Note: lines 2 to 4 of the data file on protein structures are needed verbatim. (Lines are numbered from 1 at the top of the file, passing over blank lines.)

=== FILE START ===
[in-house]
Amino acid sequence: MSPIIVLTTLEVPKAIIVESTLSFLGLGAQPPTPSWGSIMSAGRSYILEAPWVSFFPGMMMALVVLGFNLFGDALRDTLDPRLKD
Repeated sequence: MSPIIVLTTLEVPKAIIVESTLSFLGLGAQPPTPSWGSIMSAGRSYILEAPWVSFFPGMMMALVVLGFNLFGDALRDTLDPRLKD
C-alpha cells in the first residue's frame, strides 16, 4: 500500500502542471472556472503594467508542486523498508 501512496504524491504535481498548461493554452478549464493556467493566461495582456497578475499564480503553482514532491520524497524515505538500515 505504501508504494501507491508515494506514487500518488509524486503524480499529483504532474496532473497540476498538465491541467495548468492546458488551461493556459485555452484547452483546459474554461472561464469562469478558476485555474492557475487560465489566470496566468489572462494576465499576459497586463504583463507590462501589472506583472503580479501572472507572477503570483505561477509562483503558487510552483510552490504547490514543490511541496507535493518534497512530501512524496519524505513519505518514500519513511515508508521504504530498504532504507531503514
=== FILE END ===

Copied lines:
Amino acid sequence: MSPIIVLTTLEVPKAIIVESTLSFLGLGAQPPTPSWGSIMSAGRSYILEAPWVSFFPGMMMALVVLGFNLFGDALRDTLDPRLKD
Repeated sequence: MSPIIVLTTLEVPKAIIVESTLSFLGLGAQPPTPSWGSIMSAGRSYILEAPWVSFFPGMMMALVVLGFNLFGDALRDTLDPRLKD
C-alpha cells in the first residue's frame, strides 16, 4: 500500500502542471472556472503594467508542486523498508 501512496504524491504535481498548461493554452478549464493556467493566461495582456497578475499564480503553482514532491520524497524515505538500515 505504501508504494501507491508515494506514487500518488509524486503524480499529483504532474496532473497540476498538465491541467495548468492546458488551461493556459485555452484547452483546459474554461472561464469562469478558476485555474492557475487560465489566470496566468489572462494576465499576459497586463504583463507590462501589472506583472503580479501572472507572477503570483505561477509562483503558487510552483510552490504547490514543490511541496507535493518534497512530501512524496519524505513519505518514500519513511515508508521504504530498504532504507531503514